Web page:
IN response to Dr Brian Mucci (Letters, November 6) who pleads "let us have more classical ballet", the launch of our exciting 2020/21 season has been greeted with great enthusiasm. We value comment and discussion and hope that our work – on stage, and beyond – continues to inspire our audiences.

Next year we present two classical ballets true to their tradition: Sir Kenneth McMillan’s dramatic The Scandal at Mayerling and Peter Darrell’s ever-popular The Nutcracker. We also reprise David Dawson’s ambitious modern take on Swan Lake, and in a month we will premiere a new, sumptuous production of The Snow Queen – which we hope will become a staple family ballet "classic".

We pride ourselves on being respectful to tradition, while also offering something fresh and new. Our ambition remains to connect with the broadest possible audience across our nation. This year we celebrate Scottish Ballet’s 50th anniversary with the company’s biggest commissioning programme ever; presenting three world premieres and committing to building one new full-length work every year of five years. We have also made five very special Wishes come true, and sent our Wee Hansel & Gretel to the furthest reaches of Scotland.

All of this is a huge, yet welcome, challenge to the company requiring passion, dedication and commitment. We hope people from across Scotland, and beyond, will continue to be inspired by Scottish Ballet’s passion, as we embark on our next 50 years.

Christopher Hampson, CEO/Artistic Director, Scottish Ballet, Glasgow G41.

The smoking gun

ONCE again, Max Cruickshank (Letters, November 13) enables us to pause for thought; that perhaps e-cigarettes were never really a smart intervention for the cessation of tobacco smoking – and rather, a cynical strategy to maintain Big Tobacco’s profits, aided by the gullibility of naïve harm reductionists.

Indeed, one factor in smoking addiction which e-cigarettes have never addressed – and actually accentuate – is the "ritual" surrounding the act of smoking; anyone can confirm this for themselves by simply observing someone smoking an e-cigarette, billowing vapour around good style.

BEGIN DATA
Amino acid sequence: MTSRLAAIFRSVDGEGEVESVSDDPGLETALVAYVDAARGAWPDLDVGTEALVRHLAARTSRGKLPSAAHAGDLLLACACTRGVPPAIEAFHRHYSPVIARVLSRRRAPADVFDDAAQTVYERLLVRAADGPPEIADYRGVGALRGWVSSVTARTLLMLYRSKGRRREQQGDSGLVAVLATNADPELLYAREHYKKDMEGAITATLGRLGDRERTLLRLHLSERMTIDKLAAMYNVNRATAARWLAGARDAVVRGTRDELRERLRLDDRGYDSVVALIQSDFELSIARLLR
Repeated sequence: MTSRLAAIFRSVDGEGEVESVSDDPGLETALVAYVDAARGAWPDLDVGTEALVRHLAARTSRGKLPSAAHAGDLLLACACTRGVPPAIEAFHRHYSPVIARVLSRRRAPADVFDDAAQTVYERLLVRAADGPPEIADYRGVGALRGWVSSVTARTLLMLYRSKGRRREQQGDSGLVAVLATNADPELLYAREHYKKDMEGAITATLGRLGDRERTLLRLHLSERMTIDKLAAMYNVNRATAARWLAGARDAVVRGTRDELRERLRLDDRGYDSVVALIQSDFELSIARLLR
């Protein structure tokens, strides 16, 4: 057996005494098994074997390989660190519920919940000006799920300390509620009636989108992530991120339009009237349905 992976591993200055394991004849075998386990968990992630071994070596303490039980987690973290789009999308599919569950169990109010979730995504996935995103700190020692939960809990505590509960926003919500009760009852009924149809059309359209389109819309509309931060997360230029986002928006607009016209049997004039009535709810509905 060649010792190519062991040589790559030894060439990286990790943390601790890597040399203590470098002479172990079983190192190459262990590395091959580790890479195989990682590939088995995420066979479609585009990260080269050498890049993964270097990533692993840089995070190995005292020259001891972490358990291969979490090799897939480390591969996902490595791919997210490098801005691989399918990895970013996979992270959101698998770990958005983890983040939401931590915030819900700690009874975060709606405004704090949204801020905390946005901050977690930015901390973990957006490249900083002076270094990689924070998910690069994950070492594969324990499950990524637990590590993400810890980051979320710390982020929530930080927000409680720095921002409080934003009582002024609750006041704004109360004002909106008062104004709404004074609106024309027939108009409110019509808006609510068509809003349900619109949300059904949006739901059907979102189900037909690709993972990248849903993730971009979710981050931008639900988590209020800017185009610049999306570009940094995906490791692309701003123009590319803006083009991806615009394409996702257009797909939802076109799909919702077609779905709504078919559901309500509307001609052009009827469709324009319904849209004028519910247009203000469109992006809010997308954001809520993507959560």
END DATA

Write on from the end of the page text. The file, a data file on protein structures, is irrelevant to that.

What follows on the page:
This one factor alone must be an obstacle to actually quitting the smoking habit; thus, I wonder how many people have just transferred their addiction from smoking tobacco to vaping with e-cigarettes.

Philip Adams, Crosslee.

Goodwill hunting

WITH winter taking its grip on us, people may be unaware that according to Shelter figures, in 2018-19, 36,465 homeless applications were made, and 29,894 households were assessed as homeless by their local authority. This equates to a household losing their home every 17.5 minutes.

So let's forget this moronic General Election for one second, and bring ourselves back to reality.

Let us remember the "season of goodwill" is upon us, and is all about giving to those less fortunate than ourselves, in this heavily commercialised run up to Christmas.

Feel happy we can spread some Christmas cheer, with no expectations of anything in return – whether it’s volunteering at homeless soup kitchens, food banks or refuges.

Quite simply, "do unto others, as you would have them do unto you".

Jill Ferguson, Glasgow G11.

All good folk

I READ with interest that folk singer Karine Polwart will feature on tour songs from Scotland which articulate the social and political landscape of the nation and its people spanning the past 50 years ("How songs from the past shine a light on troubled times today", The Herald, November 13)

I hope she will include the controversial 1968 The Pill, the Pill – they’re going to bless the Pill”, by Glasgow folk hero and songwriter the late Matt McGinn (1928-1977), recognising the social revolution of the introduction of the contraceptive pill, and for light relief the catchy Sam the Skull (The Glasgow Cat) by Harry Hagen, variously recorded by Matt McGinn, Alastair McDonald, Gaberlunzie and others.

R Russell Smith, Kilbirnie.